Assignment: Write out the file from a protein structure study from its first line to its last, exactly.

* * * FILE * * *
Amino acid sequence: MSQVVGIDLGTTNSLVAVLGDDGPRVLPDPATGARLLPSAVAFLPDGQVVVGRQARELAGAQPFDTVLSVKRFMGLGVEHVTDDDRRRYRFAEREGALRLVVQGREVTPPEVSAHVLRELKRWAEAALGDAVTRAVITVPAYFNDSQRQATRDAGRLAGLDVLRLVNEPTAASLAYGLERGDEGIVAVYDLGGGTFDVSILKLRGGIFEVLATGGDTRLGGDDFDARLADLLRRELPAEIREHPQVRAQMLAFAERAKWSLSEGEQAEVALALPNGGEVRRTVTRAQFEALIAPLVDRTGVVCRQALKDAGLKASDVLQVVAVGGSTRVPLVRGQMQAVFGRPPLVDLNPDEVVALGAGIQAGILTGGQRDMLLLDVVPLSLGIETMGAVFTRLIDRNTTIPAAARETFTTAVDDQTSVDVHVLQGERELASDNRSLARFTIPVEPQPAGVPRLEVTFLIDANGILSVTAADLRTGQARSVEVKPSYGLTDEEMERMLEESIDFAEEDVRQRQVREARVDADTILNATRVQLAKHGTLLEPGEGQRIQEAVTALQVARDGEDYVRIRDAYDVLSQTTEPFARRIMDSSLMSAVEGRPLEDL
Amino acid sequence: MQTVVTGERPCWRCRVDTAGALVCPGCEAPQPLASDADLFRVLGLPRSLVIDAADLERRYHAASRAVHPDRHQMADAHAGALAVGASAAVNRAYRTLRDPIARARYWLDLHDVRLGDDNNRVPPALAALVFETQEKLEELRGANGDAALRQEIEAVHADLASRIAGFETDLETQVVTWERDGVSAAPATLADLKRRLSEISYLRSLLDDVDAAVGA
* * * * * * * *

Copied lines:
Amino acid sequence: MSQVVGIDLGTTNSLVAVLGDDGPRVLPDPATGARLLPSAVAFLPDGQVVVGRQARELAGAQPFDTVLSVKRFMGLGVEHVTDDDRRRYRFAEREGALRLVVQGREVTPPEVSAHVLRELKRWAEAALGDAVTRAVITVPAYFNDSQRQATRDAGRLAGLDVLRLVNEPTAASLAYGLERGDEGIVAVYDLGGGTFDVSILKLRGGIFEVLATGGDTRLGGDDFDARLADLLRRELPAEIREHPQVRAQMLAFAERAKWSLSEGEQAEVALALPNGGEVRRTVTRAQFEALIAPLVDRTGVVCRQALKDAGLKASDVLQVVAVGGSTRVPLVRGQMQAVFGRPPLVDLNPDEVVALGAGIQAGILTGGQRDMLLLDVVPLSLGIETMGAVFTRLIDRNTTIPAAARETFTTAVDDQTSVDVHVLQGERELASDNRSLARFTIPVEPQPAGVPRLEVTFLIDANGILSVTAADLRTGQARSVEVKPSYGLTDEEMERMLEESIDFAEEDVRQRQVREARVDADTILNATRVQLAKHGTLLEPGEGQRIQEAVTALQVARDGEDYVRIRDAYDVLSQTTEPFARRIMDSSLMSAVEGRPLEDL
Amino acid sequence: MQTVVTGERPCWRCRVDTAGALVCPGCEAPQPLASDADLFRVLGLPRSLVIDAADLERRYHAASRAVHPDRHQMADAHAGALAVGASAAVNRAYRTLRDPIARARYWLDLHDVRLGDDNNRVPPALAALVFETQEKLEELRGANGDAALRQEIEAVHADLASRIAGFETDLETQVVTWERDGVSAAPATLADLKRRLSEISYLRSLLDDVDAAVGA